ATLANTA – As a teenager, Jon Ossoff was inspired by the pivotal role John Lewis played in the fight for racial equality when the civil rights icon was in his early 20s.
He was in awe of Lewis' life, he told The Associated Press in December, particularly how someone “so young” had achieved such a prominent position as chairman of the Student Nonviolent Coordinating Committee.
At 33, the millennial Democrat will assume his own leadership mantle after being one of two candidates to help the party sweep Georgia's crucial U.S. Senate runoff elections, a victory that sealed Democrats' control of the chamber. Ossoff defeated Republican David Perdue in the runoff that was held Tuesday after neither he nor Perdue received 50% of the vote in November.
This is Ossoff's first election to public office, and he will be the youngest member of the Senate. But he has never let youth and inexperience be barriers to his aspirations.
In 2017, at the age of 29, he ran for Congress in Georgia in a race closely watched as an early referendum on President Donald Trump.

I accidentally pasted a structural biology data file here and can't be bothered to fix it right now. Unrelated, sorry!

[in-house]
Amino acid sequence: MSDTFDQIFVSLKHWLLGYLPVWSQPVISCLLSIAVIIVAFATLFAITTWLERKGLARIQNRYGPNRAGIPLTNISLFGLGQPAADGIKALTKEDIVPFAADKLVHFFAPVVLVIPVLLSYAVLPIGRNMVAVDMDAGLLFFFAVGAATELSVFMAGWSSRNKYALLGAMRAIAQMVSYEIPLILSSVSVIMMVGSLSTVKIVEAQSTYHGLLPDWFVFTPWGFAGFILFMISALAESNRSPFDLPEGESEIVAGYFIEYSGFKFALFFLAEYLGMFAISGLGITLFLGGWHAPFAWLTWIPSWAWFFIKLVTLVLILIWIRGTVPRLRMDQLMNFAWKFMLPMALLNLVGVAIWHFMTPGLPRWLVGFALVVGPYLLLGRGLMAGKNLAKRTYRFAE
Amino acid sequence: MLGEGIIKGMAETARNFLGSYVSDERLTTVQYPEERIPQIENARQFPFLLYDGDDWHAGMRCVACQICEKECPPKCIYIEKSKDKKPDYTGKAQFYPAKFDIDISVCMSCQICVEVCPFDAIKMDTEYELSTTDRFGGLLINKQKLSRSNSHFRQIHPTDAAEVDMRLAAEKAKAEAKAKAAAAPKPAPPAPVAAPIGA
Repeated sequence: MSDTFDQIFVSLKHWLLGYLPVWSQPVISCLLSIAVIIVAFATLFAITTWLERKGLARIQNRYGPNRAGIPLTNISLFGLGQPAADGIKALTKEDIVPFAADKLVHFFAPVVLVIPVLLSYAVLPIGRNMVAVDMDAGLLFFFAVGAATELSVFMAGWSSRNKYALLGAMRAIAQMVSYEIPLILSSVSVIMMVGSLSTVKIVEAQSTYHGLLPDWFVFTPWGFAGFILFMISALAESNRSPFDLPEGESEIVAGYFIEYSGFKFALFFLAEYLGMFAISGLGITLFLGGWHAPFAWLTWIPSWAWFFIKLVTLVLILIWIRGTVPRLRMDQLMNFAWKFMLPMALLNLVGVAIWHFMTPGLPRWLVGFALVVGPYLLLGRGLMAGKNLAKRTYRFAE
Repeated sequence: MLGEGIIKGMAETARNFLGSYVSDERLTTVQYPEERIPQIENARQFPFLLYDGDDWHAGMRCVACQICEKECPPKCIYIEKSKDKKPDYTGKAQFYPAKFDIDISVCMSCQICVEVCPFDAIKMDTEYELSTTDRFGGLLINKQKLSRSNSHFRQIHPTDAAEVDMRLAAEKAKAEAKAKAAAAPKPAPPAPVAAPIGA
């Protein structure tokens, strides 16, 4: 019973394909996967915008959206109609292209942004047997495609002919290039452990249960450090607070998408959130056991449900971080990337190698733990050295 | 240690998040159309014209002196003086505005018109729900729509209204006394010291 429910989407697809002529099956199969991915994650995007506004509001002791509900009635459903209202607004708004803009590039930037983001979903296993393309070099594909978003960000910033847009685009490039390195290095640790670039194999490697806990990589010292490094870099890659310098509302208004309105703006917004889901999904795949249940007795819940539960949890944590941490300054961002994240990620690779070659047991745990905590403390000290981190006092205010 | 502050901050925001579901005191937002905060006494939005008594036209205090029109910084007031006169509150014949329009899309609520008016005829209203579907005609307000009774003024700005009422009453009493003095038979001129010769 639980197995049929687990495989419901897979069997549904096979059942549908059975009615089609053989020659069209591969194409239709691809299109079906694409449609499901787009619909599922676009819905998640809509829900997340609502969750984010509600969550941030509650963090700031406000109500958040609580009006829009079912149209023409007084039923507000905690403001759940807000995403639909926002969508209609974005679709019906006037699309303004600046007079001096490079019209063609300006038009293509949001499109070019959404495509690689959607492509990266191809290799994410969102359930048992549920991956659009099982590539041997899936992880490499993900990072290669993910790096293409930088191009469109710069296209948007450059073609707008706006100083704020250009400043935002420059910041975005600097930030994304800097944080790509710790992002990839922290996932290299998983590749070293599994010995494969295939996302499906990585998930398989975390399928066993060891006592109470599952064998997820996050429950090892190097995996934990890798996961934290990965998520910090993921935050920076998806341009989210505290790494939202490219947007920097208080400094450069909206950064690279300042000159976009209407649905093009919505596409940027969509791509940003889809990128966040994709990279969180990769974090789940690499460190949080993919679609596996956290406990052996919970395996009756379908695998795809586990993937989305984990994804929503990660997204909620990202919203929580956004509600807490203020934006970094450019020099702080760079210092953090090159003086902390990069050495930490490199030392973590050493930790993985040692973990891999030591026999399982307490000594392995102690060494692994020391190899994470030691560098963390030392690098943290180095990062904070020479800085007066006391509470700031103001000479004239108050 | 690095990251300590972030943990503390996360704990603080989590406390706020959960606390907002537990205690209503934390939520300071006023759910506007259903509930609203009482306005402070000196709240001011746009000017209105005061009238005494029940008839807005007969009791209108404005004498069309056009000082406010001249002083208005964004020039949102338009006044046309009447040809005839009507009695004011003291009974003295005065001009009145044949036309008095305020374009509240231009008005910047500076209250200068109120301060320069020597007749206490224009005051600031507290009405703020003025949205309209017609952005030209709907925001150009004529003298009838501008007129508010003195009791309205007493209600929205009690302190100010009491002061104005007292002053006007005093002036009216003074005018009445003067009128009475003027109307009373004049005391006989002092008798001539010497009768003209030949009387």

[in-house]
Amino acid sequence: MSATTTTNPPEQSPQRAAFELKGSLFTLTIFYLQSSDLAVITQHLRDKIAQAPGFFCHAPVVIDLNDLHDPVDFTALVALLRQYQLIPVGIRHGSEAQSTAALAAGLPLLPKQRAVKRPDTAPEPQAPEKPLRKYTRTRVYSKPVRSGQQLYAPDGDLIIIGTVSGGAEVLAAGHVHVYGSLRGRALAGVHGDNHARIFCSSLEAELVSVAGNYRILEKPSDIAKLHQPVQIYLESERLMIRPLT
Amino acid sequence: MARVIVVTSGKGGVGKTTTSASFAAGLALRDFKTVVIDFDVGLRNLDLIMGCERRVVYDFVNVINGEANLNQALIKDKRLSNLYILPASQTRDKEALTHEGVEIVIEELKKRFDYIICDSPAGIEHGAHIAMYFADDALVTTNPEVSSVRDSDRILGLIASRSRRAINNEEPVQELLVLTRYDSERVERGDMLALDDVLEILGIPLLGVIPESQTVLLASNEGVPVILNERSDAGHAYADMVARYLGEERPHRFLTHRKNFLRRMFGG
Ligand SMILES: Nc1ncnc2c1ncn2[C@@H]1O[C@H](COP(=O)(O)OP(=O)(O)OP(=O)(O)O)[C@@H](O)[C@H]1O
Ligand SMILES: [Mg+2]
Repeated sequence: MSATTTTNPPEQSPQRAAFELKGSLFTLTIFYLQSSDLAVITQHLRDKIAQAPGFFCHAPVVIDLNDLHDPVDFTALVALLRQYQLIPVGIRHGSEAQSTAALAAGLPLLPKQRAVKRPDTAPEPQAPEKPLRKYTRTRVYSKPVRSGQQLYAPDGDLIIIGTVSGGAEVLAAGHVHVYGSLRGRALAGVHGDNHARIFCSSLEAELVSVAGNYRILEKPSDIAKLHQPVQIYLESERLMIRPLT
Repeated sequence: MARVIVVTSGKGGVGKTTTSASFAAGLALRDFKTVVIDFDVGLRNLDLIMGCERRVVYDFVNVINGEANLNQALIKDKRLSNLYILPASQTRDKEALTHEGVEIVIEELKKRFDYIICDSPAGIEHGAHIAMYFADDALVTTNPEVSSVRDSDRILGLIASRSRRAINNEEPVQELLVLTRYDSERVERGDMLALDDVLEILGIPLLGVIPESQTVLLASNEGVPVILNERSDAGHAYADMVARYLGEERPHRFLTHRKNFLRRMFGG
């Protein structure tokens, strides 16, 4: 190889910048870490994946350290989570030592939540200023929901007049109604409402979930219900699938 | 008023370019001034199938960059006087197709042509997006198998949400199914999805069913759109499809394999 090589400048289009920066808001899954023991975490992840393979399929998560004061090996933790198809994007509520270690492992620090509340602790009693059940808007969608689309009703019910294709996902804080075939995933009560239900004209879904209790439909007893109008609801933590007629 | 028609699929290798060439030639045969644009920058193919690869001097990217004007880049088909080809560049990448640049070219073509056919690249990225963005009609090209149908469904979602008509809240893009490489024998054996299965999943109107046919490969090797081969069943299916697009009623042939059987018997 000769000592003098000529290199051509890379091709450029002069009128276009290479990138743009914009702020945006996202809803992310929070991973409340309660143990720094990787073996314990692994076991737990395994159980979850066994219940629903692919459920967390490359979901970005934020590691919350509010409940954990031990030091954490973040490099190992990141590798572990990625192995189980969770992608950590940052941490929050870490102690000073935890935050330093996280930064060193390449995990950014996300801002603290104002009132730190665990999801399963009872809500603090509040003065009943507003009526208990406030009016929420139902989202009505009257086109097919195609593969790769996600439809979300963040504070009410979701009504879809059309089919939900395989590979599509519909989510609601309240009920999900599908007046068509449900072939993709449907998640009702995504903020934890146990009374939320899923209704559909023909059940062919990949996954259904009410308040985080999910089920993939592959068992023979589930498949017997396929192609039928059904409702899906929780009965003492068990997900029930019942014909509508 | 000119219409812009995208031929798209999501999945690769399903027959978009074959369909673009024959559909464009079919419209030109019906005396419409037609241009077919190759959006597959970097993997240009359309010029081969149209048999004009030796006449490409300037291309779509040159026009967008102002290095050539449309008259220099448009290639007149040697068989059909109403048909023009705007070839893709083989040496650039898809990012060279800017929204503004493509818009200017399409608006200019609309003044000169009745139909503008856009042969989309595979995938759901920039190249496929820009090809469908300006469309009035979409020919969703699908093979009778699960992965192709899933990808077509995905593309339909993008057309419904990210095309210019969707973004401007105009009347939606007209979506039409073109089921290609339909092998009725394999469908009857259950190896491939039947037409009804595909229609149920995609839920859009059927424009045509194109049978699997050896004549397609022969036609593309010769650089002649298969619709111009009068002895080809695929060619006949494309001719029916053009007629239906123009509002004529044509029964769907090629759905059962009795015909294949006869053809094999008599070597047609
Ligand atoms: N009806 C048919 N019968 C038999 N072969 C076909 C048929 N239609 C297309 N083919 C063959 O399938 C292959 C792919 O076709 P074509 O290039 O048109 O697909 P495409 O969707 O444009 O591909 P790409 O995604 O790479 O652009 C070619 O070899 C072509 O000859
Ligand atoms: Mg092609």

Though he lost, he shattered fundraising records and made the contest in a once reliably Republican district competitive. For his Senate campaign, he took a sharper approach. His platform was unabashedly liberal, calling for a $15 minimum wage, a “public option” government health plan, and a new voting rights act to restore federal oversight of state election laws.
He also launched a fierce attack on Perdue while shrugging off his opponent's exaggerated claim that he was pursuing a “radical socialist agenda." At a debate in October, he called the 71-year-old former corporate executive “a crook” who used the COVID-19 pandemic to protect his stock portfolio while downplaying the seriousness of the virus. Perdue insisted the allegations were false.
Ossoff is smart, has a “good heart” and will work hard as a senator, said Sarah Riggs Amico, a fellow Democrat who ran for lieutenant governor in Georgia in 2018 and challenged Ossoff in the Senate primary.